Unless you are truly experienced at painting from memory, or unless you don't mind working like an amateur, make on-the-spot sketches in pencil and in color. Use watercolor, casein, crayon, but have something to refresh your memory when you paint a serious picture. Above all, try to return to the place later and compare your finished, or nearly finished, painting with the actual scenery.
    One of the problems of memory-colors is a lack of variety and accidental flaws, peculiarities you always find in nature, but cannot invent. No wall, no door, roof, rock, tree, or road is perfectly clear, clean, and undamaged. You notice and paint these odd features when working from observation, but you forget them, or misplace them, when painting from memory. An experienced artist can immediately tell whether you had painted a picture from life or from memory. A sound combination of on-the-spot sketches, notes, photographs, and memory will help you paint successfully, and in a professional style.
    In his endless search for causes, reasons, explanations, and in his equally endless hope of finding answers to all questions and meanings in all phenomena, man must have stumbled on meanings of colors at an early date. Didn't a blue sky imply a pleasant day? Didn't dark clouds announce a storm or rain? Wasn't the green pasture more pleasing to the eye than the dried-out, dirty-brown vegetation? Wasn't red the color of blood? Wasn't white the purest possible color? Didn't darkness frighten people? Didn't the radiant sun resemble a huge disk of gold?
    Later on, certain colors became associated with facts, events, ceremonies, titles. What may surprise us is to find that some colors have different meanings in various parts of the world.
    We have ample evidence that colors began to have special meanings a very long time ago, and that those meanings were clear to the entire population. One of the most famous edifices of antiquity, the Ziggurat of Ur, built between 2300 and 2180 B.C. in the Tigris-Euphrates Valley, consisted of four main stories. The first story, rising from a white court, was black, symbolizing the underworld; the second was red, representing the earth; then came a blue shrine with a gilded top, symbols of heaven and the sun. We cannot be sure these colors were applied at the time the Ziggurat was erected; they may have been added later, during a reconstruction. Nor have we absolute proof, right on the spot, of the meaning of the colors. Judging by the use of similar colors elsewhere, though, there can be no question of an accidental, or whimsical juxtaposing of colors. Those hues were selected for symbolical reasons.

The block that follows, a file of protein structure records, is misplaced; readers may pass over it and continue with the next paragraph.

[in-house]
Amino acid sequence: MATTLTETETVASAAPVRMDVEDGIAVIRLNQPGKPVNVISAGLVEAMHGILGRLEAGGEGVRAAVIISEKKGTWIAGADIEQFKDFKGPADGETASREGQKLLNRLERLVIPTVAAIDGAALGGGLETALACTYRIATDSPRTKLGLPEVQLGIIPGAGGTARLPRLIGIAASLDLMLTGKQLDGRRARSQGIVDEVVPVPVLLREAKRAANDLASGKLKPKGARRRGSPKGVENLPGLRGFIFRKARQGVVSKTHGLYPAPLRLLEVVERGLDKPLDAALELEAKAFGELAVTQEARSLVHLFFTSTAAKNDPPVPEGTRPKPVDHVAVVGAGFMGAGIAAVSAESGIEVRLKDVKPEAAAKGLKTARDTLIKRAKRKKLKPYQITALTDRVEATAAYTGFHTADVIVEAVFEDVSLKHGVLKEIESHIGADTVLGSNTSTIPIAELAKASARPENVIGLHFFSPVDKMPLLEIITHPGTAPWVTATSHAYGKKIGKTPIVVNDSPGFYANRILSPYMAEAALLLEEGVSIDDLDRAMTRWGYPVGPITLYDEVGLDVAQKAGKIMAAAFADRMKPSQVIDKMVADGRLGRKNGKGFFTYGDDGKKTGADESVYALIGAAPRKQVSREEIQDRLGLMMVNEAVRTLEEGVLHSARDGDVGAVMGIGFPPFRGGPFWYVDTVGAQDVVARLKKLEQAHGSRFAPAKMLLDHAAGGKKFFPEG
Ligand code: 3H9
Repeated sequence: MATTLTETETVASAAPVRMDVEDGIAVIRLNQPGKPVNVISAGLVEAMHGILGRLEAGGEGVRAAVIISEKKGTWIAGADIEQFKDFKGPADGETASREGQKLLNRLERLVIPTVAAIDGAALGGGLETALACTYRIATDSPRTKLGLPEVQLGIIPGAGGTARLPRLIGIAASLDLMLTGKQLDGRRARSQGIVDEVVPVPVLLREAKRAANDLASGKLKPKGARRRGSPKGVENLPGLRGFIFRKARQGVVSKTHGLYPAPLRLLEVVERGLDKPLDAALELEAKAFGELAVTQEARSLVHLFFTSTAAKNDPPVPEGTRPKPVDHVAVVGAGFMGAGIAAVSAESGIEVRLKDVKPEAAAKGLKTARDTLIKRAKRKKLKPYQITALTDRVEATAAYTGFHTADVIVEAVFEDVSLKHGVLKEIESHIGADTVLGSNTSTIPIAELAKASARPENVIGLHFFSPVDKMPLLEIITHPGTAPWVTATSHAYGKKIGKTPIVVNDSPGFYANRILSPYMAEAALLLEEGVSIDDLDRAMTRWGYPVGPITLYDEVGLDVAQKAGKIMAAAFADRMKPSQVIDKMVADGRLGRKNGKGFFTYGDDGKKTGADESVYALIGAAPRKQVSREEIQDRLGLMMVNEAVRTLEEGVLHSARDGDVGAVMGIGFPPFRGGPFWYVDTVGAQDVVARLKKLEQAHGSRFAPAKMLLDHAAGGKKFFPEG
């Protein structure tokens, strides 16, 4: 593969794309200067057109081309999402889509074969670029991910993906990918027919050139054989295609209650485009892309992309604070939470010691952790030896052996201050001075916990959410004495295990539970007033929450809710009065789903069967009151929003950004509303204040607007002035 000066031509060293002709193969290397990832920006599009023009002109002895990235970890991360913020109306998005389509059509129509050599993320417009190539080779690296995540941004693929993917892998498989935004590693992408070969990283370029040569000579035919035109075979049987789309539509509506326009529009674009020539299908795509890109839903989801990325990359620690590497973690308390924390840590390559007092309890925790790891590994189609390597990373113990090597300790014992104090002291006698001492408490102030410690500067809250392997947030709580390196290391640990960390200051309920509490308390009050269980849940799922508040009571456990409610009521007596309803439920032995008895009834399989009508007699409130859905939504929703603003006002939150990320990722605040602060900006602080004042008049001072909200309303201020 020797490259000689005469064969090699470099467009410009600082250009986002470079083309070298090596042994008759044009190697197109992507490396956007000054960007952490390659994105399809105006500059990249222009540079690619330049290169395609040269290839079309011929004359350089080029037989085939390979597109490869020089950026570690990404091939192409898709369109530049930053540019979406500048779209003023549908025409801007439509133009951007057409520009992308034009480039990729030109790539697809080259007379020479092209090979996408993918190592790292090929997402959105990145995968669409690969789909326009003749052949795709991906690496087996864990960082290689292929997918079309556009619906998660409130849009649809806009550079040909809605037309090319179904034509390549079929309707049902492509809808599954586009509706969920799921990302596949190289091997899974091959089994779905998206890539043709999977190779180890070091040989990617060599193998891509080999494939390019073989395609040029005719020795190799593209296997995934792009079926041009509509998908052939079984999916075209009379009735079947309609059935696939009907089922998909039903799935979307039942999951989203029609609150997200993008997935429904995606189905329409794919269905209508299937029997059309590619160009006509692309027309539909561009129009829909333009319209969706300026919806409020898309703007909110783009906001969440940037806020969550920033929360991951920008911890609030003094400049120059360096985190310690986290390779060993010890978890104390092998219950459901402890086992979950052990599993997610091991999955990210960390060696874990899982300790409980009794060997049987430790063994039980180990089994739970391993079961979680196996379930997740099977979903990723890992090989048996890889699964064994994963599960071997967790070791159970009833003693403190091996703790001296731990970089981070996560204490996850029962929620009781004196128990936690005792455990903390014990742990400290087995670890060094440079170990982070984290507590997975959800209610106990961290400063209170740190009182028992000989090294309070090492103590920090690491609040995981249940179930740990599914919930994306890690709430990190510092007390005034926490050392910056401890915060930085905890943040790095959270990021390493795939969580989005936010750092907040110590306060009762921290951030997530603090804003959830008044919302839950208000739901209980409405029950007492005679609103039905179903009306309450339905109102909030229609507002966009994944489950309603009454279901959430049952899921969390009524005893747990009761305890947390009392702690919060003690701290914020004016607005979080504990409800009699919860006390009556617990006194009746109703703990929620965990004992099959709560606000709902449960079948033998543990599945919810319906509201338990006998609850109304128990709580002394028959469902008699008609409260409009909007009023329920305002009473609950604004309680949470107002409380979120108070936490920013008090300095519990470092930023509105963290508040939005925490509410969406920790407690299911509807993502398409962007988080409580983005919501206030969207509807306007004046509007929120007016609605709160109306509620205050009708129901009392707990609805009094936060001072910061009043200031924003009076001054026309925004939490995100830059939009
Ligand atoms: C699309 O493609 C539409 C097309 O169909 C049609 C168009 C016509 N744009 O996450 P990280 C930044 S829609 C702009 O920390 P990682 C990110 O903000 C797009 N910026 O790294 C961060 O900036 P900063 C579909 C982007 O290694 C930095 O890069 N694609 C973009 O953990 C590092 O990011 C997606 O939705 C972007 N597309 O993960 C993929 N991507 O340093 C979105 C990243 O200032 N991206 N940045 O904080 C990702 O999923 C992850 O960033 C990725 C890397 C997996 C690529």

Most colors have several meanings, but they are closely connected with each other. Here are a few examples:     As you can see, a color is unlikely to have one rigid meaning. actually, it may be more accurate to say that a color has a variety of connotations - or implied meanings - which the viewer may think of consciously or unconsciously.
    Symbolical paintings are not as fashionable today as they used to be. Still, colors have their connotations, and most people have learnt these connotations in their childhood, just as they learn prejudices and superstitions. A great many buildings have their fourteenth floor right above the twelfth, because countless persons consider thirteen an unlucky number, and would not live on the thirteenth flood, or in room number thirteen. To many people, black is invariably the color of death. An artist may or may not be superstitious; he may not believe in actual meanings of colors; but he ought to consider color connotations when he paints. The generally accepted meanings of colors often have a distinct bearing on one's liking, or disliking a painting.

    At this point I will let you mull over what we have said, but just briefly. I expect to list another lesson in just a day or two. I stop here because we next discuss the psychology of color. This is a bit of a complex section and I want to give it to you all in one setting. I sincerely hope that you are using these lessons in your everyday painting sessions. You ARE painting every day aren't you? The finest watercolorist I ever knew painted 10 watercolors a day, every day. Repetition is the best formula for art.